Tahoe cannot afford another big hotel binge

Mar 21, 2011:
By Carl Young, League program director
Reno Gazette-Journal
Mar 21, 2011

UPDATE: This project was approved by the TRPA board in April, 2011.

Tahoe is headed for another big hotel binge.

On Wednesday, regulators plan to vote on Boulder Bay, a project to give the Tahoe Biltmore hotel-casino a "facelift" by tripling its rooms and erecting dozens of high-end condos. Seven new tall buildings will tower over Crystal Bay, while the project's floor area will swell to over four times the size of the old Biltmore.

These expansions will only be possible if the Tahoe Regional Planning Agency permanently changes its rules, opening the door for more questionable projects down the road.

And there are already plenty in the pipeline.

On the South Shore, Edgewood Golf Course aims to build a large resort several hundred yards from the shoreline. The city of South Lake Tahoe plans to allow for more than 100 acres of six-story condos.

On the West Shore, Homewood Mountain Resort wants to build an all-season resort with several hundred condo and hotel units that will worsen area traffic.

Why this change of appetite?

The TRPA is trying to encourage redevelopment and rightly wants Tahoe's older properties to install long-overdue measures to protect water quality. However, the agency is overcompensating by offering excessive development rights, creating a host of environmental trade-offs.

Tahoe needs redevelopment, not overdevelopment.

The League to Save Lake Tahoe supports the revitalization of Tahoe's communities in ways that comply with long-standing rules to protect the lake.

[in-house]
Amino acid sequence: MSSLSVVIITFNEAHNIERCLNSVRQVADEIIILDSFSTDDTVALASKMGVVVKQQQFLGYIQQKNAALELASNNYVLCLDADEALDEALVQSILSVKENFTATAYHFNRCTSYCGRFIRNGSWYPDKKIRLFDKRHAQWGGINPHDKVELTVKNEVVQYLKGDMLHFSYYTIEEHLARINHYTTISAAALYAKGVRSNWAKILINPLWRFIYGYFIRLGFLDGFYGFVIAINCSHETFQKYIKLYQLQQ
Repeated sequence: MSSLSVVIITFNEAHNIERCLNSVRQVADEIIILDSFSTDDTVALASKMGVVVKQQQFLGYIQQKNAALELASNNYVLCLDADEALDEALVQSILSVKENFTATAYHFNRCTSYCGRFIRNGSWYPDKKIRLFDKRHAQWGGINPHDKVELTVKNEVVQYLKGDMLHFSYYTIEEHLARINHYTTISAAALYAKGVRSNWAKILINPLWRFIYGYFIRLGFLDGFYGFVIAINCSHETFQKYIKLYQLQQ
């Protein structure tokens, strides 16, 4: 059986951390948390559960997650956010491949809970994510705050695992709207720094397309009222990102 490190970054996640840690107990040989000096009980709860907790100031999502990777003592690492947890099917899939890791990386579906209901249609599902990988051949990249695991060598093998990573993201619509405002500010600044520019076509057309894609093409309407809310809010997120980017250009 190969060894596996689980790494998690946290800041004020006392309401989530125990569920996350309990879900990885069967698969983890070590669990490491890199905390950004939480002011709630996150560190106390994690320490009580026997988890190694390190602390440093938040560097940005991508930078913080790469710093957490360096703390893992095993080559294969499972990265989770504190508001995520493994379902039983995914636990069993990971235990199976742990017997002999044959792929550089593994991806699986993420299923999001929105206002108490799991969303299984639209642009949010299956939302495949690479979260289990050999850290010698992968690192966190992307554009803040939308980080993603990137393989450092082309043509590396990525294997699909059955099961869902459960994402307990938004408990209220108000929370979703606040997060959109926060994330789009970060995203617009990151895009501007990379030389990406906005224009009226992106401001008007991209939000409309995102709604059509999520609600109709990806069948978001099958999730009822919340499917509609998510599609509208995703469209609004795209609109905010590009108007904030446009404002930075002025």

Redevelopment can help the lake if it is done responsibly.

In the 1990s, the league supported the Embassy Suites project that encompassed 29 acres of older motels along Highway 50 in South Shore. The project created an impressive 10 acres of open space and wetlands.

Overall, the project cut its development footprint -- called "coverage" -- by an astounding 43 percent. By reducing hotel rooms almost 30 percent, it helped cut traffic. The project truly demonstrated how redevelopment should earn incentives by providing substantial environmental improvement.

In contrast, Boulder Bay is simply too big. It will barely shrink coverage or create any open space. The hotel and facility expansion risks exacerbating traffic, polluting the air and degrading scenery.

What's most unsettling is that the project sets Tahoe on a precarious path toward more urbanization. The TRPA claims this project helps Lake Tahoe. If that's somehow true, how many big hotels will we need to save it?

Tahoe deserves better.

The league has always pushed for the fair and predictable enforcement of a comprehensive, long-term plan that protects Lake Tahoe and its communities while allowing for property owners to exercise their rights. We join several conservation groups in calling for Boulder Bay to simply follow the rules.

Tahoe cannot afford another big hotel binge. We will not be the only ones to suffer from such mistakes. The consequences will be felt for generations to come.
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